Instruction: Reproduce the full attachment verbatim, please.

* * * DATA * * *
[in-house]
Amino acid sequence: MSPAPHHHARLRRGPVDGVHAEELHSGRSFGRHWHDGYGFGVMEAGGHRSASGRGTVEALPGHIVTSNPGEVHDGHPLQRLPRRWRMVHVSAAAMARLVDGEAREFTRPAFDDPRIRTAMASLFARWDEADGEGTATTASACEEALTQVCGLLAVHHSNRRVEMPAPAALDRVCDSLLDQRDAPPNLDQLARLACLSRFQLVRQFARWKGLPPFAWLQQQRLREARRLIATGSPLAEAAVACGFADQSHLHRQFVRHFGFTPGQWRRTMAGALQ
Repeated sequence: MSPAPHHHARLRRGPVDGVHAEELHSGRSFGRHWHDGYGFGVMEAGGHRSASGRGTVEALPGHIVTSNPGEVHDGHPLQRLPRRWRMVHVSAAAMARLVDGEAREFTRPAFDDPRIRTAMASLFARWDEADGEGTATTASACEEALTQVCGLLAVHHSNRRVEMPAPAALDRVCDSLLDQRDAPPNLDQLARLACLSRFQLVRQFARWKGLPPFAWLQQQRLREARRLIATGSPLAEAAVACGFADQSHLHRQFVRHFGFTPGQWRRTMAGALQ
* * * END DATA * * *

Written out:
[in-house]
Amino acid sequence: MSPAPHHHARLRRGPVDGVHAEELHSGRSFGRHWHDGYGFGVMEAGGHRSASGRGTVEALPGHIVTSNPGEVHDGHPLQRLPRRWRMVHVSAAAMARLVDGEAREFTRPAFDDPRIRTAMASLFARWDEADGEGTATTASACEEALTQVCGLLAVHHSNRRVEMPAPAALDRVCDSLLDQRDAPPNLDQLARLACLSRFQLVRQFARWKGLPPFAWLQQQRLREARRLIATGSPLAEAAVACGFADQSHLHRQFVRHFGFTPGQWRRTMAGALQ
Repeated sequence: MSPAPHHHARLRRGPVDGVHAEELHSGRSFGRHWHDGYGFGVMEAGGHRSASGRGTVEALPGHIVTSNPGEVHDGHPLQRLPRRWRMVHVSAAAMARLVDGEAREFTRPAFDDPRIRTAMASLFARWDEADGEGTATTASACEEALTQVCGLLAVHHSNRRVEMPAPAALDRVCDSLLDQRDAPPNLDQLARLACLSRFQLVRQFARWKGLPPFAWLQQQRLREARRLIATGSPLAEAAVACGFADQSHLHRQFVRHFGFTPGQWRRTMAGALQ